The General Guidelines of Kabaddi Game

The General Guidelines of Kabaddi Game

The Rules of Kabaddi

Kabaddi is an Indian sport played with two teams of 12 players, with 7 players taking to the court at any given time. The game is played on a rectangular court, which is usually a maximum of 13 meters x 10 meters. The midline divides the court into two parts and the court comprises the baulk lines, end lines, bonus lines and lobby area. The game of Kabaddi can be briefly stated as follows.

Kabaddi- the Game of Do or Die

The objective of the game is for your team to score more overall points than the opposing team. To score, a team must send a player (known as a ‘Raider) into the opposing half of the court whilst chanting the word ‘Kabaddi’ repeatedly.

A raider must only use one breath, and chant the word ‘Kabaddi’ repeatedly to show the referee that he is exhaling and not holding his breath. The raider's first goal is to reach over the baulk line. Failure to do it results in the raider being out, and cannot participate in the next part of the game. 

The next goal of the raider is to touch as many players as he can and make it back to the midline before he is caught and tackled by the defenders. He can do this in many ways: with a hand touch, a toe touch, a kick, or by trying to escape a tackle and reaching for the midline.

He gets one point for every opposing defender that he touches so long as he makes it back to the midline, all whilst repeatedly chanting the word ‘kabaddi’. And any touched defenders should get out and couldn't participate in the next round of play.

The defenders (sometimes known as Anti’s) will try and stop the raider returning to the midline, especially if one of them has been touched. They can use several tactics such as the ankle hold, back hold, front tackles and forcing them off the court entirely. If the defenders manage to stop the raider returning to his own half of the court, the raider is out and the defending team gets one point.

The End of the Kabaddi Game  

Once a raid has finished, the opposing team must send out a raider of their own within 5 seconds, or the team will lose a point. Got it? When a player is out, he must wait in the sitting block and is temporarily unable to participate in the game.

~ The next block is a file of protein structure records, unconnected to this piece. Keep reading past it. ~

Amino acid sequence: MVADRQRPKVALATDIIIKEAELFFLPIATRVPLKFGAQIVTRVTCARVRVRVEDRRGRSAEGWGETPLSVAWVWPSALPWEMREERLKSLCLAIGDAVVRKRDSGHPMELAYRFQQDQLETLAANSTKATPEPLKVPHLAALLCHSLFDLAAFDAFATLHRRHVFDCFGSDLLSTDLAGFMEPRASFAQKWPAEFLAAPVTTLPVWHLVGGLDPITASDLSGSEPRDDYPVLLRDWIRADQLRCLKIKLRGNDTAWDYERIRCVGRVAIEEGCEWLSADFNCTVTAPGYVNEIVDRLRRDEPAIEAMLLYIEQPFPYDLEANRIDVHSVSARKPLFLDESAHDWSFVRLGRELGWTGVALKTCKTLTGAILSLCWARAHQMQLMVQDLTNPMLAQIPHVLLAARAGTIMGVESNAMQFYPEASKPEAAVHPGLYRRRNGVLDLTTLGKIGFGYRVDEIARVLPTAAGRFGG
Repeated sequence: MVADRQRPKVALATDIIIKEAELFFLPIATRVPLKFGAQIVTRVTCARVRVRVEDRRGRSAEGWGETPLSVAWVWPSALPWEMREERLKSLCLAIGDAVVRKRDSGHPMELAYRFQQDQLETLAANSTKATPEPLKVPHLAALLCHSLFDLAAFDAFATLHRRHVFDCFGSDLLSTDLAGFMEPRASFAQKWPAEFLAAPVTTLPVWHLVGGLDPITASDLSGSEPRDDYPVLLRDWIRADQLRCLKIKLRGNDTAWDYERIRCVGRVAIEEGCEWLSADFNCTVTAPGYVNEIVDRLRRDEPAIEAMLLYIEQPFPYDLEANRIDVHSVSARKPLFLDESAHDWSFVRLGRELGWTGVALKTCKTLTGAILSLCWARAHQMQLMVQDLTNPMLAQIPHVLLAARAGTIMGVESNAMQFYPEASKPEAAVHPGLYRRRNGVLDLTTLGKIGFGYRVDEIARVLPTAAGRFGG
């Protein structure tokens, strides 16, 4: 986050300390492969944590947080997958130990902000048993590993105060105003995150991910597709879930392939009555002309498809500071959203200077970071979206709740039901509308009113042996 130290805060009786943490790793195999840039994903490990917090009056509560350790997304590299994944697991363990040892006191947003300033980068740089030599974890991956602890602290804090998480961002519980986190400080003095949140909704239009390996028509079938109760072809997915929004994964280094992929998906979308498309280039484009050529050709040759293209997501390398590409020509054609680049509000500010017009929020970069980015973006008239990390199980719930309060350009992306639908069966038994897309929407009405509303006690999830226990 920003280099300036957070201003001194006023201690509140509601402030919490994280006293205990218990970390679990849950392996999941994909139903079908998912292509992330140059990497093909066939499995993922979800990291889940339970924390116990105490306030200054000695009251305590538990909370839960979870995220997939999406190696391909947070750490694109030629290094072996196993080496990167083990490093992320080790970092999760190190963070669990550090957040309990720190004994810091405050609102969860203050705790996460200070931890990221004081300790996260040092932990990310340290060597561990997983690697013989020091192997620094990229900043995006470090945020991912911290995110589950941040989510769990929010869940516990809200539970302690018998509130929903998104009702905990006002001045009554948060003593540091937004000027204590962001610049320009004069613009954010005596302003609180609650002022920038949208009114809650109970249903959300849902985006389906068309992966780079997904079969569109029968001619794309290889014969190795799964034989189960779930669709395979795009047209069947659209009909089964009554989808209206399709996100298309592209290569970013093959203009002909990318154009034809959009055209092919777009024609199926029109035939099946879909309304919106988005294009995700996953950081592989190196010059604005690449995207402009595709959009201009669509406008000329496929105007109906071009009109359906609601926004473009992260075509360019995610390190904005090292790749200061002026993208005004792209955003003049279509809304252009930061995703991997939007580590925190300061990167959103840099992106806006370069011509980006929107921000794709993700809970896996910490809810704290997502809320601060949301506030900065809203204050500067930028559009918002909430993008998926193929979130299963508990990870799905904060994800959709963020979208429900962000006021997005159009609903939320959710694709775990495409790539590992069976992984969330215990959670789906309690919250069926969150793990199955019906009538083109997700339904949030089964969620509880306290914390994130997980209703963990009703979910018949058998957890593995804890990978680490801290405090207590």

Once a raider has been tackled or a point has been scored, they are allowed to revive one of their own players out of the sitting block to re-join the team. It means that every time you score, you can revive one or more players back onto the field of play. The game is played in two 20 minute halves, for a combined playing time of 40 minutes. Highest score at the end of time, wins.

Kabaddi is the ultimate game of cat and mouse, as the defenders have to be far enough away so that they can’t be touched but also close enough to tackle the raider should he decide to make a run for it. This is a highly strategic sport, and there are a few more terms that you’ll need to understand before playing or watching a game, for example:

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The Lobby

The lobby is an extended area of play, which is denoted by the yellow areas here. These are only active when a defender has been touched, and give both raiders and defender more room to try and score or get the raider out.

The Bonus Line

As mentioned before, if a raider puts one foot on the bonus line with one foot in the air, he will score one point so long as he makes it back to the mid line. However, the bonus line is quite far from the midline, and reaching for this line makes it easier for a defender to tackle you. The bonus line is only active when there are 6 or 7 defenders on the court.

Super Tackle

If there are three or less defenders on the defending team and they manage to tackle a raider, this is known as a super tackle, and scores two points. One for eliminating the raider and a bonus point for doing so with 3 or less defenders.

Do or Die Raid

If a team has two unsuccessful raids (i.e. they scored zero both times), the third raid is the ‘do or die raid’. Failed to score in the third raid results in the raider being out.


A pursuit is where a defender charges at a retreating raider with the aim of scoring a quick point off him. This is usually done if the other team is slow to retreat from a raid and a defender is close enough to score a point and make it back to the mid line quickly before the other players realize.

All Out

If in the rare instance a raider gets all the defenders out in one raid, this is known as an ‘all out’. The raiding team gets one point per player and an additional two points. All players are revived after an all out.

Last Line

To the uninitiated, Kabaddi seems strange, confusing and even ridiculous. But once you understand the rules, it becomes an interesting sport to watch. 

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